WHAT IS WRONG WITH POLITICS? BASES FOR A TRUE DEMOCRACY
(O Que Há de Errado com a Política? Fundamentos para uma Verdadeira Democracia)
Note for the current version (for the Internet): At the moment, this is the fundational work on Humanitarianism. In its chapters, the bases of social philosophy called Humanitarianism are exposed, albeit synthetically. The work is being revised. Chapter 9 of the original edition was removed because it deals specifically with the Humanitarian Society in Brazil, which had its activities ended several years ago. In place of this chapter, some annexes are being prepared that will deal with Humanitarianism in its present stage of development, as a philosophy and as a social movement.
What Is Wrong with Politics? Bases for a True Democracy
Present Editon with Several Revised Chapters and Future Annexes:
What Is Wrong with Politics? Bases for a True Democray
3º edition, being revised and translated, published in the Internet: 2020.
First and Second Editions (in Portuguese language):
O Que Há de Errado com a Política?
1º edition, edited by SHB (Sociedade Humanitarista no Brasil) Porto Alegre, 1994. 107 pp.
O Que Há de Errado com a Política?
2º edition, revised, published in the Internet: 2009.
New Results Demand Hitherto Untried Means
“It would be madness and inconsistency to suppose that things which have never yet been performed can be performed without employing some hitherto untried means.” [Francis Bacon, Novum Organum: Instauratio Magna (New Instrument: The Great Renewal), Book I, VI]
Science Needs to Be Governed By Sound Reason and True Religion
“Lastly, if the debasement of arts and sciences to purposes of wickedness, luxury, and the like, be made a ground of objection, let no one be moved thereby. For the same may be said of all earthly goods: of wit, courage, strength, beauty, wealth, light itself, and the rest. Only let the human race recover that right over nature which belongs to it by divine bequest, and let power be given it; the exercise thereof will be governed by sound reason and true religion.” [Francis Bacon. Novum Organum: Instauratio Magna (New Instrument: The Great Renewal), Book I, CXXIX; emphasis added. Note: Organum – 1) set of principles for the use of philosophical or scientific investigation; 2) set of works by Aristotle about logic and the art of philosophize.]
The Decisive Role of Elites
Another conclusion of a general nature, also of the greatest importance, both theoretical and practical, is that the broader social conscience groups (the so-called elites) have a decisive role in the development of social-political processes in general, a fact that imputes to them a enormous responsibility, which is almost always not well enough recognized. Philip Converse referred to this immense responsibility in the following terms:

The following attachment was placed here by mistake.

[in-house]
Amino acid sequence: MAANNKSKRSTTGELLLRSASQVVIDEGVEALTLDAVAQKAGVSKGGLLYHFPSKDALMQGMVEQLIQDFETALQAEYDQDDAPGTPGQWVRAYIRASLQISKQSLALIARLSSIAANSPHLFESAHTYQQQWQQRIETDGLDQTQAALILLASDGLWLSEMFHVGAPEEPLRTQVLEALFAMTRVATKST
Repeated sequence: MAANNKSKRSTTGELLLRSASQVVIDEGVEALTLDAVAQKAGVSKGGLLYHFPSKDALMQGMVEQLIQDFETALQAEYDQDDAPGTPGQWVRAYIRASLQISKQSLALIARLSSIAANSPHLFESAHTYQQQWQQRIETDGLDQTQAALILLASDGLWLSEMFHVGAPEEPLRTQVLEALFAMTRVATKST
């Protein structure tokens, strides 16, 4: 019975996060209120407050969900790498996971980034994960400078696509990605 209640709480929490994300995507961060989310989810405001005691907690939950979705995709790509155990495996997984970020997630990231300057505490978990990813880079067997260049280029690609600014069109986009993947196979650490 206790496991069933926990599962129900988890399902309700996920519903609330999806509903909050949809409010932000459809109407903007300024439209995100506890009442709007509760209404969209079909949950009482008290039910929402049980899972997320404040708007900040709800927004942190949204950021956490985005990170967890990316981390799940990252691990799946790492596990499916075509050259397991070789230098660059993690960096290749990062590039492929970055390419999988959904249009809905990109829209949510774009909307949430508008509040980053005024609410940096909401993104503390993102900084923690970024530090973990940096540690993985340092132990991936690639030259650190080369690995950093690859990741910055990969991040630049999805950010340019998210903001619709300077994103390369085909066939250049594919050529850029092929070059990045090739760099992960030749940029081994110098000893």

“The broad contours of elite decisions over time can depend in a vital way upon currents in what is loosely called “the history of ideas.” These decisions in turn have effects upon the mass of more common citizens. But, of any direct participation in this history of ideas and the behavior it shapes, the mass is remarkably innocent.” (Philip E. Converse. The Nature of Belief Systems in Mass Publics. In: APTER, D. E., org. Ideology and Discontent. New York, The Free Press of Glencoe, 1964. p. 255; emphasis added)
Below TUI, THE GLADNESS, THE LAKE.
Thus the superior man discriminates between high and low,
And thereby fortifies the thinking of the people.
“Heaven and the lake show a difference of that inheres in the natures of the two, hence no envy arises. Among mankind also there are necessary differences of elevation; it is impossible to bring about universal equality. But it is important that differences in social rank should not be arbitrary and unjust, for if this occurs, envy and class struggle are the inevitable consequences.
If, on the other hand, external differences in rank correspond with differences in inner worth, and if inner worth is the criterion of external rank, then people acquiesce and order reigns in society.” [I Ching, R. Wilheim, pp. 46-47. (Lu – The Conduct; the Path – Hexagram nº. 10 of the I CHING: the Book of Mutations, p. 56); emphasis added]
Universal Brotherhood Is a Law in Nature, Not Only an Aspiration
“Brotherhood, then, in its full meaning, is a law in nature. Stress has more than once been laid on this in our meetings, but not too much stress has thereon been laid. For it is the very object, the desire, of our work that brotherhood shall become practical in society, and it will never become practical until men understand that it is a law, and not only an aspiration. It is a common experience that when men have discovered a law of nature they no longer fight against it. They at once accommodate themselves to the new knowledge. They at once adapt themselves to the newly understood conditions, and in that very way we have preached brotherhood. And yet brotherhood is but so little known in our world.” (Annie Besant. The Spiritual Life, Vol. II, p. 160; emphasis added)
Out of These Differences Grows Up All the Possibilities of an Ordered Society
“That great principle (or Law) of Reincarnation must ever go hand in hand with the principle (or Law) of Brotherhood if Brotherhood is to be applied, if it is to be made a working principle of ordinary life. For it is out of these differences of age that grows up all the possibilities of an ordered and happy society amongst ourselves.” (Annie Besant. The Changing World, p. 80; emphasis added)